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Opening statements

Opening Statement to Senate Economics Legislation Committee - February 2024

John Lonsdale, Chair - Australian Prudential Regulation Authority


Thank you for the opportunity to appear before the Committee to outline our work protecting the financial wellbeing of the Australian community.

I will start by reiterating that Australia’s financial system remains strong and stable. As the Committee would be aware, having a sound financial system is critical to the functioning of the Australian economy and cannot be taken for granted.

There are several factors in the operating environment which APRA is monitoring for impacts as we fulfil our mandate to maintain the stability and resilience of the financial sector.

We know that many Australians are feeling cost-of-living pressures which is weighing on real household disposable incomes and household spending.  We are seeing credit continuing to flow both for commercial and residential lending. Although the level of non-performing loans is creeping up, it remains significantly lower than prior to the pandemic, and we remain satisfied with the overall quality of bank lending.

The severe storms over the summer have underscored the role of insurance in helping Australians in their times of need. It also highlighted the importance of addressing pressures on the affordability and accessibility of insurance – something that requires collaboration between insurers, policy holders, governments at all levels and regulators to address.

Unfortunately, cyber-attacks and scams continue to increase in number. Geopolitically, there remains a lot of volatility and risks are escalating.

With these risks in mind, we recently released our latest Policy and Supervision Priorities, which provides a six-month view on APRA’s key focus areas for banking, insurance and superannuation. It emphasises:

  • operational and cyber resilience, reflecting the growing reliance on digital technologies by entities and the community; 
  • embedding lessons learned from last year’s global banking turmoil through targeted changes to the prudential framework for authorised deposit-taking institutions; 
  • lifting superannuation trustees’ practices on retirement incomes, implementing recommendations from the Financial Regulator Assessment Authority (FRAA) review, enhancing transparency and aligning APRA’s heatmaps with the performance test; and 
  • across insurance, continuing to balance financial sustainability with the need to enhance affordability and availability.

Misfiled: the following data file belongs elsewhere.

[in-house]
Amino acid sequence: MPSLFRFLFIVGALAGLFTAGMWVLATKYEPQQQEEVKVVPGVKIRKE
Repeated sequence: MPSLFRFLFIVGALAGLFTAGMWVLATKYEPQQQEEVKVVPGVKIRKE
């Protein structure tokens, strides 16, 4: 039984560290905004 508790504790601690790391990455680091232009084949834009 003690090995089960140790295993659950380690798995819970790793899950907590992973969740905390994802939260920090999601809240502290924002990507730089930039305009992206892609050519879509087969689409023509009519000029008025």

In undertaking this work, APRA will continue to leverage its whole-of-system perspective and work collaboratively with the Council of Financial Regulators.

In addition to informing the industries of our priorities for 2024, we have undertaken several key work programs since we last appeared before this committee.

In November, we launched the second phase of our Superannuation Data Transformation, which proposes to boost our data collection in areas including trustee board governance and investment liquidity and valuations. Noting the significant impact that increased transparency has had on addressing underperformance and bringing down fees, we expect this work to further improve the outcomes trustees are delivering to their members.

In December, we announced our annual update on macroprudential policy settings, confirming the mortgage serviceability buffer would remain at 3 percentage points and that the countercyclical capital buffer will remain at 1.0 percent of risk weighted assets – so that banks have an additional capital buffer for stress situations. Macroprudential policy is an important part of APRA’s toolkit and by keeping settings steady, APRA aims to keep Australia’s banks resilient while continuing to enforce high lending standards.

APRA has also recently undertaken several enforcement actions, including two relating to poor risk governance and one relating to weak cyber-controls.

Finally, APRA’s success is dependent upon the capability and drive of its people, and we are strongly committed to maintaining an agile and engaged workforce. Results last month from APRA’s annual engagement survey showed a strong engagement score of 80 percent favourable. This is consistent with the previous results from December 2022.

With these remarks, my colleagues and I are happy to take your questions.

The Australian Prudential Regulation Authority (APRA) is the prudential regulator of the financial services industry. It oversees banks, mutuals, general insurance and reinsurance companies, life insurance, private health insurers, friendly societies, and most members of the superannuation industry. APRA currently supervises institutions holding around $9 trillion in assets for Australian depositors, policyholders and superannuation fund members.